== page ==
Answer: It is difficult to diagnose a problem without seeing it, but Peach borer injury usually shows up as a sap oozing from the tree, or an amber-like bubble (hardened sap) on the trunk or crotches. The hardened sap will cover an insect hole that may be filled with frass or a sawdust matter. The bark will feel loose in the area around the injury. Tunnels will be present beneath the bark when it is peeled back or whittled away.
The Peach Tree Borer is white and about an inch long. It works on the tree close to the ground. Adult moths appear in July and August, lay eggs and damage occurs soon thereafter as eggs hatch into larva.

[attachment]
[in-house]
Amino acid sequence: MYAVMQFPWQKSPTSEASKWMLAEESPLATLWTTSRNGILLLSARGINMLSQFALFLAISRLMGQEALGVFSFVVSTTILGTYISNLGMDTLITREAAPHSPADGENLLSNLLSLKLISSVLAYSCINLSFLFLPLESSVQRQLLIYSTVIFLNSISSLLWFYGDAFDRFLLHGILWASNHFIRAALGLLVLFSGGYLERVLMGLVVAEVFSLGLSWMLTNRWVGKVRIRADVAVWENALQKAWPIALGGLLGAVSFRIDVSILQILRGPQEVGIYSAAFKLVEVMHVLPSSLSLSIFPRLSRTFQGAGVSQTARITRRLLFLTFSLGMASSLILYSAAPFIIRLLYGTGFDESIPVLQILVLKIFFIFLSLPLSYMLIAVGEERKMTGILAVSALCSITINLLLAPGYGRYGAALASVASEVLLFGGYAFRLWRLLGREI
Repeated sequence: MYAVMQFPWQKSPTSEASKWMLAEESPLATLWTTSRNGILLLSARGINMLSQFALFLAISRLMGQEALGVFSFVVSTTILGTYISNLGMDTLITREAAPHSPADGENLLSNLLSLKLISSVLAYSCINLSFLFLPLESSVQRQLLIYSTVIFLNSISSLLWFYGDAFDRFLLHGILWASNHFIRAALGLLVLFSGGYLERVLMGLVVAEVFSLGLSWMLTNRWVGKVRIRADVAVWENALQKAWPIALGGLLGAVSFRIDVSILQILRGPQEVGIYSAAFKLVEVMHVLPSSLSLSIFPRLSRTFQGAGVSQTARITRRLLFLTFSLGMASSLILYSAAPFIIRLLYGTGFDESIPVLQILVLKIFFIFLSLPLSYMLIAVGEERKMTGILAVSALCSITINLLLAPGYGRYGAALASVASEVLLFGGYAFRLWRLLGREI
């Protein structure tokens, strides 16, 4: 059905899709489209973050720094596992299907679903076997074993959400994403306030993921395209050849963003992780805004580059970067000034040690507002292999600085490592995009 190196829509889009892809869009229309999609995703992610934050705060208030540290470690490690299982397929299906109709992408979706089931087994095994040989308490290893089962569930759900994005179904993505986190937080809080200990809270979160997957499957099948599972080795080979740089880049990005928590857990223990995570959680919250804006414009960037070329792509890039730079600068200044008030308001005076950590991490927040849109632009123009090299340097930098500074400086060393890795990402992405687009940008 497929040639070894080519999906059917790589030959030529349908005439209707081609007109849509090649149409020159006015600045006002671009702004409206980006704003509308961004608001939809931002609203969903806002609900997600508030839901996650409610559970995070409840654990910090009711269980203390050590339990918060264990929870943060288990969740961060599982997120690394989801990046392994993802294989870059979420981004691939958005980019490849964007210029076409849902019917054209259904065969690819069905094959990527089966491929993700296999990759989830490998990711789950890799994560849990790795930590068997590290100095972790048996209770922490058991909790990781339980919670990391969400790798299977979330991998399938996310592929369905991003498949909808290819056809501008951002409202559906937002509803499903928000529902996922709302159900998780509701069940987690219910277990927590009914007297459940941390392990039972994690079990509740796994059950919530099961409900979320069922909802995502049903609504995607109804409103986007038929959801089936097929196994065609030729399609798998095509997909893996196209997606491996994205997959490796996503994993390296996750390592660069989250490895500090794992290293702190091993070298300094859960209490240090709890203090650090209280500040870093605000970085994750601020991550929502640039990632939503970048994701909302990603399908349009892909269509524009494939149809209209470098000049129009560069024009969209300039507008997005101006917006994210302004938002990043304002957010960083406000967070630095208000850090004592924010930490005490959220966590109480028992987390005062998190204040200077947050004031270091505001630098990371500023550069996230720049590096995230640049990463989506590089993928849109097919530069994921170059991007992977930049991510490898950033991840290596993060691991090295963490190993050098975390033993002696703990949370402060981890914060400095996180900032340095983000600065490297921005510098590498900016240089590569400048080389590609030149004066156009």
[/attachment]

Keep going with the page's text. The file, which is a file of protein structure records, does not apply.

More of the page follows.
Peaches that split indicate a cultural or disease problem. Rather than guessing at the cause, why not take a sample of the affected fruit to your local Cooperative Extension office? Helpful folks there can determine the causes of the problems and recommend treatment and control options. Best wishes with your peach tree!
Q&A Library Searching Tips